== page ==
Suddenly the black horse wheeled and presented its heels, and Ted rode around it, lashing it well, everywhere the whip could reach.
Although the horse continued to lash out with his heels he struck nothing, and always his enemy was at his side or in front.
At last Ted resolved to bring the unequal combat to an end, as Sultan was tiring of the exercise, so instead of riding around the enraged horse, he pivoted with it, keeping in front of it all the time and whipping it on the nose.
The “insurgent” stopped kicking at last and stood with drooping head, trying to shield its face from that cruel, relentless, stinging thing which the man creature wielded. He was cowed, but not conquered.
Taking advantage of the moment, Ted drove him backward and clear of his companions. Seeing their leader retreat, the other horses broke their close formation, and allowed themselves to be driven down the valley, not without an occasional rebellious kick, however.
Stella goes to the “Rent rag.”
“Oh, joy, an’ pickled pelicans!” said Bud Morgan, skipping onto the veranda one evening, when all the boys were sitting around Stella and Mrs. Graham.
Bud had just returned from Soldier Butte, where he had been spending the afternoon.
“What’s devouring you now?” asked Ben Tremont. “Or is it just one of your weekly sillies?”
“Who are yer alludin’ at?” asked Bud loftily.
“As you were going to say—” suggested Kit, looking at Bud.
“Boys, thar’s goin’ ter be a ‘rent rag’ in the Butte ter-morrer night, an’ we all have an urgent bid ter be present.”
“A what?” asked Stella.
“A ‘rent rag.’”
“Who tore it?” asked Stella innocently.
At this the boys laughed loud and long, then apologized when they saw Stella’s embarrassment.
“It ain’t tore yet,” said Bud, “but it’s lierble ter be before ther rosy dawn.”
“What are you talking about?” said Stella impatiently. “I never saw such provoking boys. You say such strange things, then cackle over it as though there was a joke in it, which nobody seems to see except yourself.”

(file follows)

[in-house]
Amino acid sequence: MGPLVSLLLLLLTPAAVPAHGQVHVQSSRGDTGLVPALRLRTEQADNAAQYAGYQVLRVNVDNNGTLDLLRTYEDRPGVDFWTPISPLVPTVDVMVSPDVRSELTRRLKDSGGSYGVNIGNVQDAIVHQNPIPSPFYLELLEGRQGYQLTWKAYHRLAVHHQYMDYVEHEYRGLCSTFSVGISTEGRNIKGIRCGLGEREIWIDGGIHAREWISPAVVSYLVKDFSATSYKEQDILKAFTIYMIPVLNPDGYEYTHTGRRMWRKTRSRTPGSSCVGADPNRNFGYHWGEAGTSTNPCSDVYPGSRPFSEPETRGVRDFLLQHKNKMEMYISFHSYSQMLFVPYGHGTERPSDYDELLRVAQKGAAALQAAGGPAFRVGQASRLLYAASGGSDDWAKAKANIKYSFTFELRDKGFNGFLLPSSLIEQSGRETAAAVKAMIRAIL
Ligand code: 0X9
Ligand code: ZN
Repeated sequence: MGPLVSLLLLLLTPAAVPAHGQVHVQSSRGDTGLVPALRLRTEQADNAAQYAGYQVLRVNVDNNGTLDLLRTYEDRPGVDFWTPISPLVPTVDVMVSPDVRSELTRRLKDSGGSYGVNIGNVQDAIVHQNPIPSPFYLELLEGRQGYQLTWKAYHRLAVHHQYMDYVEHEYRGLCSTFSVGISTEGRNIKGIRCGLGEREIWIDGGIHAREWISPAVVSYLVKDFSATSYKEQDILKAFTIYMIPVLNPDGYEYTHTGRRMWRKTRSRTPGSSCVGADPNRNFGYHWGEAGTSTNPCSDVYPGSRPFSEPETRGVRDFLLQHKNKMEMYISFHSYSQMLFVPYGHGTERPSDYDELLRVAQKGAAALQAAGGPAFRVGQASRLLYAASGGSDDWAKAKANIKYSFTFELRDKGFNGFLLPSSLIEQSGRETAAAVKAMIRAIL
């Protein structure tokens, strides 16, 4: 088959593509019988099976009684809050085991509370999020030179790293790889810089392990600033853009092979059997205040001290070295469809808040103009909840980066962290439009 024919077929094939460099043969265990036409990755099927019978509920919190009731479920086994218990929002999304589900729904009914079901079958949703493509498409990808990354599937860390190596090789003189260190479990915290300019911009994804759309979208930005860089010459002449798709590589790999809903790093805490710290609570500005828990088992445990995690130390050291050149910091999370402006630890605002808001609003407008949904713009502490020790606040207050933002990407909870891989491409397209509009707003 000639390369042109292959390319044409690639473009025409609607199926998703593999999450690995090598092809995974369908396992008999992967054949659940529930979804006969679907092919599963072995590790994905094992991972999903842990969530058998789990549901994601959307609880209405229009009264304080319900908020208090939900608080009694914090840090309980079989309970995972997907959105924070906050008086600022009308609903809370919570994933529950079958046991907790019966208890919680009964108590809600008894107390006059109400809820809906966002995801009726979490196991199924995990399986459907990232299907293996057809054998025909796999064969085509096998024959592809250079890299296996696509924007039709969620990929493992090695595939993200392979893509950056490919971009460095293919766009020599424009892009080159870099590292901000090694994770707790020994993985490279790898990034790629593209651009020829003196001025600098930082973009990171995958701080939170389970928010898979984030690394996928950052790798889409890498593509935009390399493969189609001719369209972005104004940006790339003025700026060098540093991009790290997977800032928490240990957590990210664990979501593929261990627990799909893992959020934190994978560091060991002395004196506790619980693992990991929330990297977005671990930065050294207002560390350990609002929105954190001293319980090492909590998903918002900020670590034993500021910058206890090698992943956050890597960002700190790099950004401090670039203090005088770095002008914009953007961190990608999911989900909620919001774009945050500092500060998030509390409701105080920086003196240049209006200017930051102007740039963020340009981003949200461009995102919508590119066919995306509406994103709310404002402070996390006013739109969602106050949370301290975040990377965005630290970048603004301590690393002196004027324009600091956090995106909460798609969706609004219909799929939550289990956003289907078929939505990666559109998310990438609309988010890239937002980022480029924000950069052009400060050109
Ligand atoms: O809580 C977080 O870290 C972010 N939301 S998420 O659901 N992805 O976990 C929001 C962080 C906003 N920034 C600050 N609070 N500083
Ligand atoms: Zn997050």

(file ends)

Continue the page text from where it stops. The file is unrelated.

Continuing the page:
“A ‘rent rag’ is a—’rent rag,’” said Kit, trying to explain.
“That sounds as sensible as the conundrum, ‘Why is a hen?’” said Stella. “Must I ask the question and get caught? All right, here goes. What is a ‘rent rag’? Now, don’t tell me, some one, that it is a rag that has been torn, for I exploded that one myself.”
“A ‘rent rag,’” said Bud slowly and carefully, “is a rag for rent. A—a—er—well, it’s a—”
“Tell me, Ted,” said the girl, turning to the leader of the outfit, who was leaning back in his chair smiling at the ridiculous conversation.
“Well, as near as I can make out it is a bit of slang that means this: The word ‘rag’ is the slang for a public dance. When a man in town who is popular enough falls behind in paying his rent, through some misfortune or other, and owes so much he cannot hope to pay it, he hands out a flag that he wants help. In other words, it is an invitation to his friends to organize a public ball for his benefit. It depends upon his honesty and popularity whether or not they do so.”